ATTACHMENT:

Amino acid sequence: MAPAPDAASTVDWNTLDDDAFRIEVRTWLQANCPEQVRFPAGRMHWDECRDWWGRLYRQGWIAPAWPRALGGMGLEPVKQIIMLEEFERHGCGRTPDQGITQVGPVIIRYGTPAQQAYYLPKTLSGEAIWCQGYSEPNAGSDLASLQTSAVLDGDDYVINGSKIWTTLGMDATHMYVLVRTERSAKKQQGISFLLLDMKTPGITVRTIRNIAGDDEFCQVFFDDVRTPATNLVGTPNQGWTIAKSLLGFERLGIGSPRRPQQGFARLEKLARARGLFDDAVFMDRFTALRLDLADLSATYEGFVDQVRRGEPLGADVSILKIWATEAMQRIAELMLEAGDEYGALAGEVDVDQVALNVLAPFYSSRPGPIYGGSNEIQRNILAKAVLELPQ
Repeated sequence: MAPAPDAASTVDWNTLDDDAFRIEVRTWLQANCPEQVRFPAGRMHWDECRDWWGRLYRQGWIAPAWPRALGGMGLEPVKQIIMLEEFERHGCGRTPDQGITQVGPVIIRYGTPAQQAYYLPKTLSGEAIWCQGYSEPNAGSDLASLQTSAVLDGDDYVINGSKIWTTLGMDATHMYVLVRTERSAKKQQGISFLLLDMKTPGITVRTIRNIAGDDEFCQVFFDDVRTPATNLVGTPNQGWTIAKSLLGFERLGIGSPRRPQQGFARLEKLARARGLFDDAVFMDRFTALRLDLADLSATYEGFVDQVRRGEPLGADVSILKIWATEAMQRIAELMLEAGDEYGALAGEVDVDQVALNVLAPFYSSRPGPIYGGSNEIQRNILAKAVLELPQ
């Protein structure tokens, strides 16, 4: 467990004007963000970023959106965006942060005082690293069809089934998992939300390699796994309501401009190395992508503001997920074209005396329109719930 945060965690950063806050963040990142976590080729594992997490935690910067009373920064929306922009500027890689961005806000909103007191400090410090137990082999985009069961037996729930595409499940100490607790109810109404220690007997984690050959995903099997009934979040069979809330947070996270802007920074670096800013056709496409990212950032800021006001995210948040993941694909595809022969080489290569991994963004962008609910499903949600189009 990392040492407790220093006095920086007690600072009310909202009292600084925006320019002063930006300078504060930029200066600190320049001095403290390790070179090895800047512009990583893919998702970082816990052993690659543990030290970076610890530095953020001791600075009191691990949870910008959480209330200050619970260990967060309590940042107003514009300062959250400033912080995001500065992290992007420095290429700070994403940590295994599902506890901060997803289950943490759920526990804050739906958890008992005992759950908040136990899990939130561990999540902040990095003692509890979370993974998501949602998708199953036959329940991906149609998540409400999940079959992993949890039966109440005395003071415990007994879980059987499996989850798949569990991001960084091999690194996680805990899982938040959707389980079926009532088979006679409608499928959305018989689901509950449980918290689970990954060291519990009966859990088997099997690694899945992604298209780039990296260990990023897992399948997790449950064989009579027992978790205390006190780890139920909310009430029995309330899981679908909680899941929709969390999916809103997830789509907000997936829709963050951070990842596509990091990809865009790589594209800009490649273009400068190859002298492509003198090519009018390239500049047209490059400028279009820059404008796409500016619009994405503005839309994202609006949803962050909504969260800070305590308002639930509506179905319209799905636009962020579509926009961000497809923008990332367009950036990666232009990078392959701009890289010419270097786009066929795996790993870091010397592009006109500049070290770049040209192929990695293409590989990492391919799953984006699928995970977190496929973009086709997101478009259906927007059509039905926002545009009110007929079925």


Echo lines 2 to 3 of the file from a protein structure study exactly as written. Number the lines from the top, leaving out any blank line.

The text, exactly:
Repeated sequence: MAPAPDAASTVDWNTLDDDAFRIEVRTWLQANCPEQVRFPAGRMHWDECRDWWGRLYRQGWIAPAWPRALGGMGLEPVKQIIMLEEFERHGCGRTPDQGITQVGPVIIRYGTPAQQAYYLPKTLSGEAIWCQGYSEPNAGSDLASLQTSAVLDGDDYVINGSKIWTTLGMDATHMYVLVRTERSAKKQQGISFLLLDMKTPGITVRTIRNIAGDDEFCQVFFDDVRTPATNLVGTPNQGWTIAKSLLGFERLGIGSPRRPQQGFARLEKLARARGLFDDAVFMDRFTALRLDLADLSATYEGFVDQVRRGEPLGADVSILKIWATEAMQRIAELMLEAGDEYGALAGEVDVDQVALNVLAPFYSSRPGPIYGGSNEIQRNILAKAVLELPQ
């Protein structure tokens, strides 16, 4: 467990004007963000970023959106965006942060005082690293069809089934998992939300390699796994309501401009190395992508503001997920074209005396329109719930 945060965690950063806050963040990142976590080729594992997490935690910067009373920064929306922009500027890689961005806000909103007191400090410090137990082999985009069961037996729930595409499940100490607790109810109404220690007997984690050959995903099997009934979040069979809330947070996270802007920074670096800013056709496409990212950032800021006001995210948040993941694909595809022969080489290569991994963004962008609910499903949600189009 990392040492407790220093006095920086007690600072009310909202009292600084925006320019002063930006300078504060930029200066600190320049001095403290390790070179090895800047512009990583893919998702970082816990052993690659543990030290970076610890530095953020001791600075009191691990949870910008959480209330200050619970260990967060309590940042107003514009300062959250400033912080995001500065992290992007420095290429700070994403940590295994599902506890901060997803289950943490759920526990804050739906958890008992005992759950908040136990899990939130561990999540902040990095003692509890979370993974998501949602998708199953036959329940991906149609998540409400999940079959992993949890039966109440005395003071415990007994879980059987499996989850798949569990991001960084091999690194996680805990899982938040959707389980079926009532088979006679409608499928959305018989689901509950449980918290689970990954060291519990009966859990088997099997690694899945992604298209780039990296260990990023897992399948997790449950064989009579027992978790205390006190780890139920909310009430029995309330899981679908909680899941929709969390999916809103997830789509907000997936829709963050951070990842596509990091990809865009790589594209800009490649273009400068190859002298492509003198090519009018390239500049047209490059400028279009820059404008796409500016619009994405503005839309994202609006949803962050909504969260800070305590308002639930509506179905319209799905636009962020579509926009961000497809923008990332367009950036990666232009990078392959701009890289010419270097786009066929795996790993870091010397592009006109500049070290770049040209192929990695293409590989990492391919799953984006699928995970977190496929973009086709997101478009259906927007059509039905926002545009009110007929079925």